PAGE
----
• Photo courtesy of Zero to Three

Hundreds of parents, caregivers and little ones in strollers will march in Washington, D.C., on May 2 as part of Strolling Thunder, an event to draw attention to the need for government policies that support families. Spokane mother Katie Zobell will be there, along with her 21-month-old daughter. “My husband and I are doing everything we can to provide for our growing family, but finding quality, affordable child care is a challenge," she says in a statement.

The event is organized by Zero to Three, a global nonprofit organization that works to ensure that babies and toddlers benefit from the early connections that are critical to their well-being and development, with the goals of raising legislators' awareness of brain development during a child's first three years of life, and how legislation and investment in early childhood pays big dividends down the road.

Addiction assistance
Washington state will receive $11 million in federal funds to combat opioid addiction. The funding, which will go toward strengthening the state's program for monitoring prescription drugs, as well as expanding treatment programs, is part of the 21st Century Cures Act signed into law by President Obama in December. The grants were announced by Health and Human Services Secretary Tom Price last week. All 50 states and six territories received some funding; awards were based on the rates of overdose deaths and the number of people who needed treatment, but were unable to get it.

Read more about opioid addiction in Spokane in the current issue of InHealth.

Teaching therapy
A new outpatient therapy teaching clinic at the Spokane Teaching Health Clinic on Front Avenue opened today (Thursday, April 27). The 5,400-square-foot clinic, a partnership between St. Luke's Rehabilitation Institute and Eastern Washington University, will offer clinical experience for physical and occupation therapy students, as well as "state of the art" rehab equipment. Initially, an occupational therapist and physical therapist will provide evaluation and treatment as students look on from a clinic observation room.
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Thursday, April 13, 2017

Testing future doctors, running risks and getting a boost from meatless protein

Posted By on Thu, Apr 13, 2017 at 10:47 AM


Future doctors tested at WSU med school
dna.jpg

As WSU’s Elson S. Floyd College of Medicine prepares to greet 60 first-year medical students this fall, they’ve added a perk to the program. The future doctors will be able to enroll in a “Scientific Wellness” program offered by Seattle biotechnology company Arivale, featuring assessment of their DNA, blood and even saliva — all aimed at discovering potential areas of health vulnerability. Arivale dietitians and nurses will then follow up with monthly coaching based on “actionable” information the tests uncover.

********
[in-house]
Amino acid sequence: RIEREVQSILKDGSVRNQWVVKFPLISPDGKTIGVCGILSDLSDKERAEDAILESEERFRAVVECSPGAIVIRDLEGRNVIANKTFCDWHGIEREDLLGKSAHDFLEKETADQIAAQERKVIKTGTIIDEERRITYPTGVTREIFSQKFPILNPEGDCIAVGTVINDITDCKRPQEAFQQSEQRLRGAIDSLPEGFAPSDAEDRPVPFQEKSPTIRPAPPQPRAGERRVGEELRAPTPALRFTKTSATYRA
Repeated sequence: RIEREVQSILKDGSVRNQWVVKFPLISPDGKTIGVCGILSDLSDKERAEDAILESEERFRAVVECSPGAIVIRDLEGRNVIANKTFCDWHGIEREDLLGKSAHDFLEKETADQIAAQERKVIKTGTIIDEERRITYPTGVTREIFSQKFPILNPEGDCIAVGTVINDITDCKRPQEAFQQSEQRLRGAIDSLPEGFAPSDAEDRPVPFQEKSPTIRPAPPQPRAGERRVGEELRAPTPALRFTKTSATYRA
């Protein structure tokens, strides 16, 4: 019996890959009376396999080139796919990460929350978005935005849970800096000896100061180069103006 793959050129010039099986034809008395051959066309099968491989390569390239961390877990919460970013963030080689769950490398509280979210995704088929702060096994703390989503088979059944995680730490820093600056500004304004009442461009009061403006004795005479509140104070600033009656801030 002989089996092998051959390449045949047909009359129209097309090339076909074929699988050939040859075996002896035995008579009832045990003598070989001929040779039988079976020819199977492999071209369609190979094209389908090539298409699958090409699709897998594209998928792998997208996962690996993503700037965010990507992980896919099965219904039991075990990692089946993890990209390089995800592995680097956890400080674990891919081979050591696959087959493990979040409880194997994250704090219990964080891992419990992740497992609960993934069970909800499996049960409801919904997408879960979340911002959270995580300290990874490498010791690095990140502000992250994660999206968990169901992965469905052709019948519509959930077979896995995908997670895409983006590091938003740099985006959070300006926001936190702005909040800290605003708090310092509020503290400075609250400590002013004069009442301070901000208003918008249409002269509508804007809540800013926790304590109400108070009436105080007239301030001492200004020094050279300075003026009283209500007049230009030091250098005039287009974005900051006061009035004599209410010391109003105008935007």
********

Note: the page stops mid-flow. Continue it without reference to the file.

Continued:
“We are going to be the first medical school in the country to offer a scientific wellness program (to our students) so that they can learn firsthand what it means to be involved in precision or personalized medicine,” says the medical school’s founding dean, John Tomkowiak. The goal is to produce physicians who are not only proficient in the use of cutting-edge technology to optimize wellness, but also empathetic to the struggles of making lifestyle changes based on the findings. The Arivale program is also available to the public; the first year costs $3,500.

Marathon risks aren't just for runners
Runners in marathon races face fatigue, blisters and dehydration, but for people in the vicinity of the race, the risk of death from a heart attack or sudden cardiac arrest is increased simply because of the crowds. A new study in the New England Journal of Medicine shows that ambulance times were increased by four minutes on average in neighborhoods near a marathon, and the rate of death within a month was 28 percent, versus 25 percent for other days. The study examined marathons in 11 cities, including Seattle: “Any event that draws a crowd and causes traffic detours — parades, ballgames, concerts, fairs — may cause similar problems, researchers warn.”

Delicious recipes feature nutritional yeast
Nutritional yeast offers 3 to 6 grams of complete protein per tablespoon and as a bonus, it is a “great flavor booster,” says Alison Collins of Spokane’s Boots Bakery. Find recipes for Boots Bakery’s Power Salad Dressing and Versatile Vegan Cheesy Sauce in the newest issue of InHealth.